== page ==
Hyperventilation Syndrome

Hyperventilation is fast and shallow breathing. This type of breathing may actually make you feel breathless. This type of breathing may make you think you have to catch your breath. Because of feeling like you cannot get enough air, you have been breathing more than normal (overbreathing). You are blowing off too much carbon dioxide which changes your acid-base balance. This leads to the tingling and numb feelings in your fingers, toes, and around the mouth. If this continues your fingers, hands and toes may go into spasm and curl up. You may feel as though you are going to die.

Hyperventilation is usually associated with anxiety and panicky feelings. Often feelings of panic and rapid breathing become a vicious cycle. Panic leads to rapid breathing while breathing rapidly can make you feel panicky.

If you hyperventilate you may not even be aware of it. Instead you may be aware of the associated symptoms including:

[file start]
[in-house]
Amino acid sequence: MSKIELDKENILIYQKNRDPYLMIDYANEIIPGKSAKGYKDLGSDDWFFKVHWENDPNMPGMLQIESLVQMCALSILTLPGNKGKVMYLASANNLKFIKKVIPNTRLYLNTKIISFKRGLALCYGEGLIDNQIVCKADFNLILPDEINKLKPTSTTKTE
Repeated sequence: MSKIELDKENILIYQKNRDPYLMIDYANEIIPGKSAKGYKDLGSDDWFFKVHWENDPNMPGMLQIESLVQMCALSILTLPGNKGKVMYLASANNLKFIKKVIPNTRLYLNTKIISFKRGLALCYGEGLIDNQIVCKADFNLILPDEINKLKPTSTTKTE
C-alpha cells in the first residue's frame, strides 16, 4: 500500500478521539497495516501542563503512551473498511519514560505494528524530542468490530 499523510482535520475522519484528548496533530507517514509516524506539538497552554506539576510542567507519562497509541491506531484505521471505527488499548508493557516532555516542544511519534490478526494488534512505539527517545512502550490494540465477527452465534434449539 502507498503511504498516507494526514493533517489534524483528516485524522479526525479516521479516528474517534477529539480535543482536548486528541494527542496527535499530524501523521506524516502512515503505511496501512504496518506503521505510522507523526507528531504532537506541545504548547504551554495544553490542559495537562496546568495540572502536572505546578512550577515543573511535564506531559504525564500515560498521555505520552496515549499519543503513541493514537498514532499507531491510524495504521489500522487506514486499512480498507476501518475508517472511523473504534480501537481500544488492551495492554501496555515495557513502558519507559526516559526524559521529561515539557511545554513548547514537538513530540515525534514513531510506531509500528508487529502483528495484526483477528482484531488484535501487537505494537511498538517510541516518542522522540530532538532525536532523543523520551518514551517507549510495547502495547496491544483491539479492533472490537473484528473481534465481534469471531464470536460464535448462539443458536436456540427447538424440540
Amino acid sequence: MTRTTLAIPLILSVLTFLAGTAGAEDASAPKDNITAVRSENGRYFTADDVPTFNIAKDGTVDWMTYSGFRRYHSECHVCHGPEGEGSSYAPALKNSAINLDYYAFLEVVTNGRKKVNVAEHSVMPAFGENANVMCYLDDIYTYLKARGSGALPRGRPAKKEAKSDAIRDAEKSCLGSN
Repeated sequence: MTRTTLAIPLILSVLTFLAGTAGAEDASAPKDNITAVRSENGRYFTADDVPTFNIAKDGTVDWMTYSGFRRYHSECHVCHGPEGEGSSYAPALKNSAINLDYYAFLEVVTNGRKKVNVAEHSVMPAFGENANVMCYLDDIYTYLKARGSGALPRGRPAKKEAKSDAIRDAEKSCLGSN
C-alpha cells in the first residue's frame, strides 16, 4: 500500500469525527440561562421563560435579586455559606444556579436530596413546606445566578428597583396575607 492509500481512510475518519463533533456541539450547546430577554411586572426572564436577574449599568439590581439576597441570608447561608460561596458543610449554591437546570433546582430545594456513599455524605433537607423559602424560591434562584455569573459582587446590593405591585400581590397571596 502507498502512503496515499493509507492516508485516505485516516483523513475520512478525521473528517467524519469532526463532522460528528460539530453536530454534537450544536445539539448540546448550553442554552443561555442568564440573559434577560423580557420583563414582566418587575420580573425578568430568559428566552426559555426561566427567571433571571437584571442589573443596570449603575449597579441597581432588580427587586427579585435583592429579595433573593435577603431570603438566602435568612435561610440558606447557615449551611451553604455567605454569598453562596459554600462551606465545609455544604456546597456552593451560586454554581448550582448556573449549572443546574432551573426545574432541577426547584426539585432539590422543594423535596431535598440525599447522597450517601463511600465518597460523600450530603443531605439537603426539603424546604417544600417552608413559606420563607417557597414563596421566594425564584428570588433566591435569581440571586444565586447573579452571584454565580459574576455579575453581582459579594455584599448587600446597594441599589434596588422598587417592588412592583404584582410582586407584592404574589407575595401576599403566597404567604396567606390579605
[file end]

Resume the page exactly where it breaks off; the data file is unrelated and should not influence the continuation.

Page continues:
• Chest pains.

  • Palpitations.

  • Dizziness.

  • Lightheadedness.

  • Dry mouth.

  • Weakness.

  • Confusion.

  • Tingling sensations.

  • Sleep disturbance.

One common question is, "Why did this happen to me while I was sleeping. I was not anxious." The answer is unknown. One theory is that it may occur during dream activity. It may disturb you more when it wakes you from a sound sleep.


Although anxiety and/or panic attacks are some of the most common causes for the syndrome, other causes include:

  • Nervousness.

  • Stress.

  • Stimulant use.

  • Lung Disease.

  • Infections like pneumonia.

  • Heart problems.

  • Severe pain.

  • Waking from a bad dream.

  • Drugs or alcohol.

  • Pregnancy

  • Bleeding.


  • Re-breathing into a paper bag (NOT plastic) or mask with a tube on it in the hospital or ambulance physically changes the carbon dioxide level. The breathing rate will slow down. The numbness and tingling will slowly go away. You might still feel shaky.

  • If anxiety or panic persist, a therapist or psychiatrist may be helpful in understanding and treating the condition.

  • Learn breathing exercises that help you breathe from your diaphragm and abdomen.

  • Practice relaxation techniques such as visualization, meditation, and muscle release.